Guide to Getting Your Online Associate Degree in Criminology
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An online associate degree in criminology opens up various career possibilities and builds a solid foundation for continuing academic study at the bachelor's level and beyond.
An associate degree qualifies its graduates for an array of entry-level employment options in:
- Law enforcement
- Private security
- Community and social services
An associate degree translates into an immediate salary boost for many jobs. Use this guide to learn more about online associate degrees in criminology and how the skills and competencies this degree yields can translate into potential careers.
What Will You Learn in an Online Associate Degree in Criminology Program?
Most online criminology associate degrees require 60 credits of general education and foundational coursework that provides you with the core skills, theoretical knowledge, and practical insights needed for entry-level jobs or further education.
Major-specific classes typically address:
- Criminological theories, concepts, and applications
- Constitutional law
- Criminal investigation
- Computer and technological competencies
The following can give you an idea of what to expect from an online associate degree in criminology:
This prerequisite course introduces students to criminal behavior, laws, norms, and social perceptions. The course also addresses policing and punishment, criminal justice reform, and preventing crime.
This overview of juvenile delinquency and the juvenile justice system prepares students for employment in law enforcement, probation services, and counseling. The course addresses:
- The social construction of childhood and adolescence
- Theories of delinquency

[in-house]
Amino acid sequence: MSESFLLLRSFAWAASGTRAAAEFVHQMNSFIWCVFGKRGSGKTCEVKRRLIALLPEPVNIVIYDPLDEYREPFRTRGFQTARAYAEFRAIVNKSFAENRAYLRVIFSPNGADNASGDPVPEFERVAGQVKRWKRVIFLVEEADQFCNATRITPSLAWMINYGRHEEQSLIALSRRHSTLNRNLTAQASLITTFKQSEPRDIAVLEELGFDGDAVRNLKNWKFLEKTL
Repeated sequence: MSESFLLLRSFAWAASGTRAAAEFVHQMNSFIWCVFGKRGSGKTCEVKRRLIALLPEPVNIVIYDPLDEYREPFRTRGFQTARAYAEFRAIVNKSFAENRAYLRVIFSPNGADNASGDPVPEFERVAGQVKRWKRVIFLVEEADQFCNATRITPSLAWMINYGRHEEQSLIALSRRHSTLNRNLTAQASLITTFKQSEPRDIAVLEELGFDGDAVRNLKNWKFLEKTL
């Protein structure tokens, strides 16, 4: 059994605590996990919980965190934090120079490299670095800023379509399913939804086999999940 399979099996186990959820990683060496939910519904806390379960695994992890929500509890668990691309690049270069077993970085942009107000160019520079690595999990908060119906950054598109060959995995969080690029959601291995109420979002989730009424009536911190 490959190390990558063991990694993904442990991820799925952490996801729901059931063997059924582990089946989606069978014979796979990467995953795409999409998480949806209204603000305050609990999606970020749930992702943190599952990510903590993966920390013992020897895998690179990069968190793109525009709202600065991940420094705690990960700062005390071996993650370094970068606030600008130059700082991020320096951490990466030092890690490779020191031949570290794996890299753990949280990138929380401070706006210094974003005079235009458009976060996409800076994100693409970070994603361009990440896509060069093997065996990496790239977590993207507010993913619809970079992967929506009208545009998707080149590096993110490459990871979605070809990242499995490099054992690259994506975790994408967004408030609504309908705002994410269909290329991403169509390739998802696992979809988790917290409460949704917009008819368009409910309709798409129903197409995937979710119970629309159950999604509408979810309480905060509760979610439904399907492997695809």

- Approaches to punishment and rehabilitation
- The social and legal contexts within which delinquency occurs
This course introduces students to the American criminal justice system. Course content addresses:
- Separation of power
- Due process
- Equal protection
- Freedom of religion
The course gives special attention to important Supreme Court cases.
This course surveys techniques and procedures for collecting and analyzing crime scene data. Students in this course become familiar with appropriate field standards and best practices, including interviewing witnesses and suspects, collecting and preserving evidence, and conducting a basic forensic evidence exam.
This course examines how community-based corrections programs can incorporate mental health treatment, education, job training, and work release initiatives. Students learn about community-oriented services, such as:
- Halfway houses
- Residential treatment facilities
- Rehabilitation centers
- Alternatives to incarceration in jails and prisons
Core Skills Gained
Top online criminology associate degree programs teach the job-specific skills most employers desire while providing an understanding of criminal justice and court systems. These programs deliver a strong academic foundation in criminological theories, concepts, and principles.
Skills associate degree-holders have that many careers require include:
- Highly developed oral and written communication proficiencies
- Critical thinking skills
- The ability to connect interpersonally
- Sensitivity to racial, ethnic, and gender diversity
What Can You Do With an Online Associate Degree in Criminology?